Now that we’ve gotten kibbeh, kubbeh, and kasha out of the way, it’s time to visit a little-known corner of the Jewish culinary world: Ethiopia. For all intents and purposes, Ethiopian Jewish cooking is indistinguishable from Ethiopian Christian or Muslim cooking – none of the staple grains, plants or meats of Ethiopia are unkosher by nature, so Ethiopian cuisine never had to be ramrodded through the strictures of Jewish dietary laws like the cuisines of other regions in which Jews found themselves. In fact, the Ethiopian Jewish community, which was largely unaware of the developments of Rabbinic Judaism, continues to this day to allow the eating of chicken with dairy, prohibited for the rest of world Jewry long ago as one of Judaism’s charming moats around the wall around the fence around the Torah. But that’s neither here nor there. I learned to love Ethiopian food while living in Israel, so I’m calling it Jewish food.
I’m starting this series within a series with a primer on the basic building blocks of many (if not most) Ethiopian dishes – all of which you’ll need before you can think about making a full Ethiopian meal. First off is berbere, the piquant orange blend of chili peppers and fragrant spices used by the fistful in all those atomic bowls of wat. There is nothing subtle about berbere. It is a sucker punch straight to the sinuses. Naturally, you can’t do without it.
A note of warning before we begin: African birdseye peppers are hot. I don’t mean hot like your homemade pico de gallo when you’re feeling frisky and chop up a third jalapeño. I mean that the process of pulverizing dozens of them will produce invisible yet highly potent clouds of fine pepper particles which will spread quickly and thoroughly throughout the house, and you will essentially be mainlining 170,000 Scoville units with every breath you take. I have a high spice tolerance, so an afternoon of standing in the eye of a capsaicin hurricane only caused my eyes to water and nose to run, and also gave me a weird adrenaline rush, but when one of my roommates and her friends came in – up a flight of stairs from the kitchen – they immediately began gasping and coughing. I am not bragging; I am cautioning. If you can’t handle spice – and I mean spice, not Tabasco – don’t make berbere. You won’t survive the grinding, much less the eating.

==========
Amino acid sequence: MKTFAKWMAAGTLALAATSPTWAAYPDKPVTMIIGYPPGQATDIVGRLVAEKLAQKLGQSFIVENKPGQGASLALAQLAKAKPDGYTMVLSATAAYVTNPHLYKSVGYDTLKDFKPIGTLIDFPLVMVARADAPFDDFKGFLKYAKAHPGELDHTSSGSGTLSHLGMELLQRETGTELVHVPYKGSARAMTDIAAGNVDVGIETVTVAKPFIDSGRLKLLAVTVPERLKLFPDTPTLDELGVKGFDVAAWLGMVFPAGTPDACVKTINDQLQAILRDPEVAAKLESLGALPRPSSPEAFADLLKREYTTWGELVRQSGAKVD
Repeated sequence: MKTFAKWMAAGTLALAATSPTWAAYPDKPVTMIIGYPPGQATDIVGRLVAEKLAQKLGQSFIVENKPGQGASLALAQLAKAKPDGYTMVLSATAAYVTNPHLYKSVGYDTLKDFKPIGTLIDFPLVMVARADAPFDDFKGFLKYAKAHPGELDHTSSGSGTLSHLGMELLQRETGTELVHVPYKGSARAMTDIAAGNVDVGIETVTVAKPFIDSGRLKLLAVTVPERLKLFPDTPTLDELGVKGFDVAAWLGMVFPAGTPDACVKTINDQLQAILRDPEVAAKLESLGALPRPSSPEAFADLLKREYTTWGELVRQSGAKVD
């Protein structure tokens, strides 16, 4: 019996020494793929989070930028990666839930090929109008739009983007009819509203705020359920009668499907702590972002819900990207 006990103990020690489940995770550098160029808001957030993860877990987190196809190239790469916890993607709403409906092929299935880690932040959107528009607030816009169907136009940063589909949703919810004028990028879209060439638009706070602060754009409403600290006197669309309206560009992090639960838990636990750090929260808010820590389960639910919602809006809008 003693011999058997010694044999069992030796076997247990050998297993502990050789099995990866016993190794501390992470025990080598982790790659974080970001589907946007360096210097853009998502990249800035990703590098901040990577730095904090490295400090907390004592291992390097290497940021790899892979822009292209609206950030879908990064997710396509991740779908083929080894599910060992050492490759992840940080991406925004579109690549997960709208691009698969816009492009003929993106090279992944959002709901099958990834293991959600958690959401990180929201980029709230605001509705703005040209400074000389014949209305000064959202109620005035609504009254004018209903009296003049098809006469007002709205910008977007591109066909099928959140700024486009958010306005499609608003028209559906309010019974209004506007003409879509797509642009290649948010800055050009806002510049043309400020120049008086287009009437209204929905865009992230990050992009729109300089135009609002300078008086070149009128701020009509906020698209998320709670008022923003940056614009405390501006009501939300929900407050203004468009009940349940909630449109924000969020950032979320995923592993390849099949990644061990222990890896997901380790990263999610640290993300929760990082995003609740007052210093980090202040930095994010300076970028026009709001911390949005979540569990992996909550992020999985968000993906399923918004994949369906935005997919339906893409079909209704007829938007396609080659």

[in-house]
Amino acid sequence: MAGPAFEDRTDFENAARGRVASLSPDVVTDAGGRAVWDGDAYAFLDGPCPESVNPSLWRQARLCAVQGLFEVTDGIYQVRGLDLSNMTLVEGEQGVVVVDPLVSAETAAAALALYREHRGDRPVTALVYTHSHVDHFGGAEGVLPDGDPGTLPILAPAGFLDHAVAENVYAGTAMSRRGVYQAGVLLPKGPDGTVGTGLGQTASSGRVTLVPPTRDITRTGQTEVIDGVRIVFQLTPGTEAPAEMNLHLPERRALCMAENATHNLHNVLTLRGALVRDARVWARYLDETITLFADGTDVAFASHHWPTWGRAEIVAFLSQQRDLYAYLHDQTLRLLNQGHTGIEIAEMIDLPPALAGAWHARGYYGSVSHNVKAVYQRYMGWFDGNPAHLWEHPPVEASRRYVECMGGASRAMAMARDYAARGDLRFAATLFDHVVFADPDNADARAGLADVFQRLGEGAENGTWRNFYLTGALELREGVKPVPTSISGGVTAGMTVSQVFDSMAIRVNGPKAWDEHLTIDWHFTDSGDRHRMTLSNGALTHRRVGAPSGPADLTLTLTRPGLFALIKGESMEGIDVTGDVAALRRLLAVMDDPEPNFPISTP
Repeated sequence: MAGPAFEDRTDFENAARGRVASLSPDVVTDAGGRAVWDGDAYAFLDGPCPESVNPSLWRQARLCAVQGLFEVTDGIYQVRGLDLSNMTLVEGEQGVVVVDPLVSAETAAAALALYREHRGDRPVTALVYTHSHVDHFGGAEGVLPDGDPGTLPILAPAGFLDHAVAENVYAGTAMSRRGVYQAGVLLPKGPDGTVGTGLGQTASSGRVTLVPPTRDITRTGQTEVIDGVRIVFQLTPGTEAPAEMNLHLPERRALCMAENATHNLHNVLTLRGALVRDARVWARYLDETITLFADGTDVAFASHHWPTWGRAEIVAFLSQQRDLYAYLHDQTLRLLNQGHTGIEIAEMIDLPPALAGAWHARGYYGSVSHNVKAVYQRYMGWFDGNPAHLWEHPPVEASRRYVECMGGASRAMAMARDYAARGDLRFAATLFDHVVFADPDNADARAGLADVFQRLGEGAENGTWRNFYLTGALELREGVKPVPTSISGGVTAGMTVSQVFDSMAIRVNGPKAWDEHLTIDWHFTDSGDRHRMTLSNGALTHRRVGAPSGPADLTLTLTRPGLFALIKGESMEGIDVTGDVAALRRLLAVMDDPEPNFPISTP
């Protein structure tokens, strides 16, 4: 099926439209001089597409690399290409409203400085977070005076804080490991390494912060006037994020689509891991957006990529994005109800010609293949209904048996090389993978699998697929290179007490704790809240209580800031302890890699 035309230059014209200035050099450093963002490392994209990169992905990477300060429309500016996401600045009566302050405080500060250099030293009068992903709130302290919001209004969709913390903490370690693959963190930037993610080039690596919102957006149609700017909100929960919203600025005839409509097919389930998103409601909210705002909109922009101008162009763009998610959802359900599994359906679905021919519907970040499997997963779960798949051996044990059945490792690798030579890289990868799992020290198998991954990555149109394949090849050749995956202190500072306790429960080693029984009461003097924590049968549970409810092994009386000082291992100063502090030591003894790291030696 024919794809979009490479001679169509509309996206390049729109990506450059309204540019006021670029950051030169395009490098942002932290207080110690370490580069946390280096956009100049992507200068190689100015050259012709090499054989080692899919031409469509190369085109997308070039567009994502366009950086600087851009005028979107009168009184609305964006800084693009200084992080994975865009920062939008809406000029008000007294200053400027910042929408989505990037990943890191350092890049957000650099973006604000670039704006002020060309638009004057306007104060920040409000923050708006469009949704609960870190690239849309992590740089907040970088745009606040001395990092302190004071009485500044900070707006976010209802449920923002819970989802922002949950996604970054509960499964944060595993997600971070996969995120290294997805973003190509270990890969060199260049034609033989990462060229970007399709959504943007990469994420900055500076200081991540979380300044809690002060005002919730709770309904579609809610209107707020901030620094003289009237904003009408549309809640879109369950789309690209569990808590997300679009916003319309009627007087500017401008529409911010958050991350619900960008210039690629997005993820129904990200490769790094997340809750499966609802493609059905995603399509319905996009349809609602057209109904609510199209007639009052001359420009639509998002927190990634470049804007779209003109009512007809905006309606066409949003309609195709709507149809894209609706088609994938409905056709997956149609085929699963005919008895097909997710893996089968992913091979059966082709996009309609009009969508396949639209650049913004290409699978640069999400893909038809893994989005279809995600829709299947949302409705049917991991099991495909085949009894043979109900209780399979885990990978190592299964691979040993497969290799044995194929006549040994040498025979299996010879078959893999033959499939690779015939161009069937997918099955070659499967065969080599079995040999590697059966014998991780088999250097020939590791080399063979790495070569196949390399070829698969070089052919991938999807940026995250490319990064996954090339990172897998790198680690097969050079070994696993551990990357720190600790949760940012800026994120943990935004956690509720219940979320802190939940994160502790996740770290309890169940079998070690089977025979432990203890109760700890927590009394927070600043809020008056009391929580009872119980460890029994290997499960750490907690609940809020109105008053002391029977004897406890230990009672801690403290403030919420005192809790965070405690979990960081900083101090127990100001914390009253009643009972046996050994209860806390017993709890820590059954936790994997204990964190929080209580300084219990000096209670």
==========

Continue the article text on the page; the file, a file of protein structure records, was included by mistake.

On we go:
- Several fistfuls of dried African birdseye (piri-piri) peppers
- Several fistfuls of dried de Arbol peppers
- 1 green cardamom pod
- 1/2 nutmeg seed
- 8 – 10 long pepper catkins
- 8 – 10 cloves
- 1 tbsp whole fenugreek
- 1 tbsp whole ajwain
- 1 tbsp whole pimento berries
- 1 tbsp whole cumin
- 1 tbsp whole coriander seeds
- 1 tbsp black peppercorns
- 2 tbsp dried ginger pieces
- 2 tbsp dried basil
- 5 – 10 tbsp paprika
A few notes on the ingredients:
CARDAMOM: Cardamom is very strong, and in large quantities gives off an overpowering, somewhat soapy flavor. More than one pod is too much.
Green cardamom is not strictly a traditional berbere ingredient. In Ethiopia, a relative of cardamom called korerima in Amharic is used instead. Korerima is very difficult to find in the States unless you live in a city with a large Ethiopian community.
LONG PEPPER: This is an unfamiliar ingredient in Western kitchens, but was a common spice in the classical world. It’s related, and tastes similar, to black pepper. Indian stores should have it. It looks like little cattails.
FENUGREEK: Also rare in Western cooking, but crucial to Ethiopian, Indian and Yemeni cuisine. Has an interesting butterscotch aroma. Called “methi” usually in Indian stores, which is, once again, a good place to find this stuff.
AJWAIN: Also known as bishop’s weed. Small black seeds, somewhat like thyme. Indian store.
PIMENTO BERRIES: Also known as whole allspice.
You’ll notice that my measurements aren’t very precise. Eventually I’ll figure this out by weight, but trial and error works just as well. I usually wind up with about 300 grams of finished product, so if you’re uncertain, just use a kitchen scale and the spice measurements I’ve provided, then add peppers until you hit 300 grams. That’s the cool thing about grinding spices – you don’t add or lose any weight during the process.
1) Toast all of the whole spices in a skillet on high heat for a minute or so until they darken and become aromatic. Don’t burn them. Burned spices are not tasty.
2) Select the vessel you will use for grinding. For small amounts, I use my (massive) mortar and pestle. For larger amounts, you have several options. I find that my coffee burr mill does a bad job grinding dried peppers. Same with my food processor. The best method I’ve found so far is to use a blender on the highest setting, frequently stopping and starting so the mixture keeps moving. I usually grind the peppers in several batches. Whatever you decide on, fill it with the toasted spices, the untoasted spices (basil, paprika) and however many peppers you can fit. Grind until fine and uniform. Repeat with the remaining peppers if you need to until all peppers are ground, then combine well. It should look like this:
3) Now start adding salt and mixing well until the berbere tastes, well, salty enough. Berbere pretty much replaces salt in a lot of Ethiopian recipes, so don’t be shy on mixing plenty in.
That’s it. You’re done. Store it in a covered bowl or jar in the fridge. It will keep for months. And stay tuned for further instructions on how to use it…